Is your idea of “fresh” fish a fillet that hits the grill within minutes of being gaffed? Then check out the 275 XSF. This center-console is designed to take your quarry directly from the ocean to your dinner plate before you ever hit the dock, with an option package ($5,286) that includes a Kenyon electric grill in the leaning post, an inverter and shore power.
Don’t worry about tapping out your batteries while you cook, because the inverter will automatically shut down the grill before you drain out too much juice to start an outboard. And as you nibble on Nemo, you’ll have a wide range of seats to choose from. The true hedonist in you, however, will be drawn to the bow. Here, seats on either side have backrests that pop up on stainless-steel posts, allowing you to kick back and enjoy your meal in complete comfort. Naturally these seats have lined stowage below, and the pressure-molded hatches raise with little effort on your part, thanks to gas-assist struts.
Of course, you have to catch the fish before you can grill them. And on the Scout you’ll find this easier than the norm. One major-league difference between this boat and nearly every competitor’s is the ability to work a fish around the outboards with stand-up gear. Instead of using the usual bloated transom designs that incorporate fish boxes and livewells, Scout separates the cockpit from the eggbeaters with a narrow transom gate. It can be collapsed, allowing an angler to step out onto the port or starboard Flexiteek-lined swim platforms. But why bother? That gate is so narrow that you can move aft more than a foot farther than on other boats, and you can reach the back of the outboards with your hand, not to mention the tip of a six-foot stand-up rod. Will water flow around the gate’s seams and into the cockpit when you reverse into the waves? Since it was calm during our test run, I made a point of revving the engines in reverse against a series of two-foot boat wakes, and no moisture made it into the cockpit. When water does hit the deck, it’ll evacuate quickly, thanks to huge aft scuppers that are covered with Polyboard grates.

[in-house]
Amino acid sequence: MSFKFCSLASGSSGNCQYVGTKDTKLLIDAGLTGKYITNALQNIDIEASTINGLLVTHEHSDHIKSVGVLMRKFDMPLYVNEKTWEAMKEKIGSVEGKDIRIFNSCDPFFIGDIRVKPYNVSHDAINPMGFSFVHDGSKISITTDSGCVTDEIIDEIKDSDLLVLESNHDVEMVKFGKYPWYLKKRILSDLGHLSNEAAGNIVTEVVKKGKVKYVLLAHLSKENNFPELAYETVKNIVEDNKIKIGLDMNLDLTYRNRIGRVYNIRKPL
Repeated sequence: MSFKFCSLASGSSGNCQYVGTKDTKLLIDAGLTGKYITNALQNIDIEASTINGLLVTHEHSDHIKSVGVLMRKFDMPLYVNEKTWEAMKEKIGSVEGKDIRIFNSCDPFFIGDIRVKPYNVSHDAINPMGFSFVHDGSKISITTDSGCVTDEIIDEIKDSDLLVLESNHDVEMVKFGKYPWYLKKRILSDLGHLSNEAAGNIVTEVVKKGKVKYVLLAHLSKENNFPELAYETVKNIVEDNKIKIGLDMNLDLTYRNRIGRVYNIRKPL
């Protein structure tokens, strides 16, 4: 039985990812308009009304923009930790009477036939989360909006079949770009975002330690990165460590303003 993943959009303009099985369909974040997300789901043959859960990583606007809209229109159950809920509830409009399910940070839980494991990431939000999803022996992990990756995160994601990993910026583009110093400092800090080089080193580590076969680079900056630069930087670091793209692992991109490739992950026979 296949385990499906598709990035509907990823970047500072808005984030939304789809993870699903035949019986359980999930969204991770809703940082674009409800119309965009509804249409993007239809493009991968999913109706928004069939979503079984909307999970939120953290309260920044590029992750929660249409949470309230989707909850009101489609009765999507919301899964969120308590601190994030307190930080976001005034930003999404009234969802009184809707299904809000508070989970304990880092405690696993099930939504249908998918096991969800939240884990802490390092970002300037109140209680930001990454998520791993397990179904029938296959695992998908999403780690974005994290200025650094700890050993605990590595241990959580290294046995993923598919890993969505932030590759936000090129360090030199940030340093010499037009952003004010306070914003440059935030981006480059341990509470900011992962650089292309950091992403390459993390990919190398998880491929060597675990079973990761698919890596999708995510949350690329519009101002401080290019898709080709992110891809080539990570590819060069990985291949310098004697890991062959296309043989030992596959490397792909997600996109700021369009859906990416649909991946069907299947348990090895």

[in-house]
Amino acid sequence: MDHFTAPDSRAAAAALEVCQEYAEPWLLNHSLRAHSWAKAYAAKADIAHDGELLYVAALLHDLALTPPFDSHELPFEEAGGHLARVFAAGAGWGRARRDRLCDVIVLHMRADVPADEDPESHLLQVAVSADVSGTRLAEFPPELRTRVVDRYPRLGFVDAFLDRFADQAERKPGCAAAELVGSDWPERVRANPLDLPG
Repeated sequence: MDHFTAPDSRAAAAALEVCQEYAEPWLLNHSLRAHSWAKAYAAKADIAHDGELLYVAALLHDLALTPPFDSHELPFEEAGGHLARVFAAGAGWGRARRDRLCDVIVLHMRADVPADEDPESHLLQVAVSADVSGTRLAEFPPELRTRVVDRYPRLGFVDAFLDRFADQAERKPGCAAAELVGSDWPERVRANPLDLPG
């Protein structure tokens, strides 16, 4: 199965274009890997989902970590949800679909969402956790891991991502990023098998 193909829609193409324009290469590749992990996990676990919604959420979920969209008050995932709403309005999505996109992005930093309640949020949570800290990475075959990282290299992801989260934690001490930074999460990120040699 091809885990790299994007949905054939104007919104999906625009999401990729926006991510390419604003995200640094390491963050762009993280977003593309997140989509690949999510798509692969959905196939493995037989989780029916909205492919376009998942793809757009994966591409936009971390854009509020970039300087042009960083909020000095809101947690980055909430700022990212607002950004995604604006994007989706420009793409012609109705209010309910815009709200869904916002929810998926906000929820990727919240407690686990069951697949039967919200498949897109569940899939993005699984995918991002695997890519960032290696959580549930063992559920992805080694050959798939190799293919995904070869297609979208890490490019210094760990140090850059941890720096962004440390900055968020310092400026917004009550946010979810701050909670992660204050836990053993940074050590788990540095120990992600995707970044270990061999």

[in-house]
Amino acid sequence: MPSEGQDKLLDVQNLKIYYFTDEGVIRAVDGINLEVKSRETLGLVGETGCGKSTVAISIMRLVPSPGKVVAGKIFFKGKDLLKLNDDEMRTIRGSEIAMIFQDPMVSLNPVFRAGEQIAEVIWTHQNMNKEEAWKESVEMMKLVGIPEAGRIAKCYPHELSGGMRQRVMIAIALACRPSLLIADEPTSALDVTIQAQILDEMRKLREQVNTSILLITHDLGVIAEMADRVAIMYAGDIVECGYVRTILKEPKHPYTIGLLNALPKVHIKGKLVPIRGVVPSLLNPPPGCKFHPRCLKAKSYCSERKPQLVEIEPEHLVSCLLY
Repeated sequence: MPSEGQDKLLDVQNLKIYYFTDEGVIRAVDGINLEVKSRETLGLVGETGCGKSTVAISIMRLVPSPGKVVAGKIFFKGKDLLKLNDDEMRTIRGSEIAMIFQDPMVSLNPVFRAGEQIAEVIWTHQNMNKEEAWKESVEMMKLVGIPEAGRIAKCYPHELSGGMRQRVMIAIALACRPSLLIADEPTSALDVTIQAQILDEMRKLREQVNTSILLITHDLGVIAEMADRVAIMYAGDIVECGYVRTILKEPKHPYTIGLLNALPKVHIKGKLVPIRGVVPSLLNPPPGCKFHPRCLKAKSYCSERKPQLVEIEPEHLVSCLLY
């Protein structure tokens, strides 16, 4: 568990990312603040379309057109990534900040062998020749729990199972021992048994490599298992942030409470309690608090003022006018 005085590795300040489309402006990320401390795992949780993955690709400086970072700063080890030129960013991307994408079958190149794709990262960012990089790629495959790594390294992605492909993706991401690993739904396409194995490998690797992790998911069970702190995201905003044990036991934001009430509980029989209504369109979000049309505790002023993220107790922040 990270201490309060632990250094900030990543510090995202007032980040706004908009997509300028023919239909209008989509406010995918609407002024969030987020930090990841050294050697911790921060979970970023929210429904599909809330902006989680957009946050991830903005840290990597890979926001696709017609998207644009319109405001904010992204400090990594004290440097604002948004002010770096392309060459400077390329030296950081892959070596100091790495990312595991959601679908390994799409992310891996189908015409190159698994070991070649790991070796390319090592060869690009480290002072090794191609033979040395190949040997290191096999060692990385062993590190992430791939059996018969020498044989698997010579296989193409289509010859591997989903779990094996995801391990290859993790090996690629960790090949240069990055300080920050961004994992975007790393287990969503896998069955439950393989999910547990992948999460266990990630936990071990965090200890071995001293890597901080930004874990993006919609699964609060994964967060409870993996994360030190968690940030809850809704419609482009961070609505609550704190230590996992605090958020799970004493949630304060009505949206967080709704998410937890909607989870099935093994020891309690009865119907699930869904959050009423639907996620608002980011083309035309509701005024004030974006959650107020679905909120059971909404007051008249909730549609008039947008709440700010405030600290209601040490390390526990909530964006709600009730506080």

Wait a sec — if the transom doesn’t have a livewell and fish box built in, where will you stow the baits and the catch? No worries; both corners of the stern have rounded livewells molded in (which are lighted and have baffles to evenly distribute the water flow), and there’s a pair of integrated fish boxes in the cockpit sole.
Not only is water sealed out from astern, but it’s also deterred from coming aboard via the bow. Zero moisture made it over the rub rail during our test, thanks in no small part to the widely flared entry. Of course, no matter how dry a boat may run, there will be conditions in which spray does start flying. Note that there’s a gap between the top of the windshield and the hardtop on the 275 XSF. Scout says Southern anglers love the ventilation, but if you’re a Northerner who plans to head offshore on chilly mornings, you’ll want to have the dealer install some canvas over that gap or risk getting doused.
More about the windshield and hardtop: It’s a slick design, with D-channel pipework integrated with the flat tempered glass and insets in the center-console. The result looks sharp and improves visibility since it eliminates the need for cross-bracing in front of the windshield. You’ll see some competing boats that have picked up on and incorporated similar top designs, such as Boston Whaler’s 280 Outrage ($165,684 with twin 225 hp Mercury Verado outboards — Whaler seals the gap at the top with an electrically actuated vent), and others, like Grady-White’s Canyon 271 ($163,890, with twin Yamaha F250 outboards), which have eliminated cross-bracing but retain round pipes and curved windshields.
The rest of the Scout is built just as stoutly as the T-top. The 275 XSF has a stringer system that’s bonded to the hull with methacrylate, is fully gelcoated and runs the full beam of the boat following the contour of the chines. That means it essentially acts as an underliner, providing fully finished surfaces anywhere you look — under deck hatches, in the integrated fish boxes and even in the bilge. After foam’s been pumped into all of the voids, the deck is nestled into place and affixed to the hull sides and the top of the stringers with more methacrylate. The result is an extremely solid, vibration- and rattle-free ride.
Scout also takes pains to ensure long-term durability. Extra touches include vinyl padding next to the under-gunwale rod racks, so your reels don’t chip or mark the fiberglass inwales; friction-hinges on the console head compartment door, to prevent inadvertent swinging and slamming; diaphragm waste pumps for evacuating the fish boxes; and an electric sliding cover that locks and protects your electronic flat-screen displays at the end of the day. Put these factors together, and you can rest assured that the Scout’s beauty will last for years, no matter how many fish meet their end on that leaning post grill.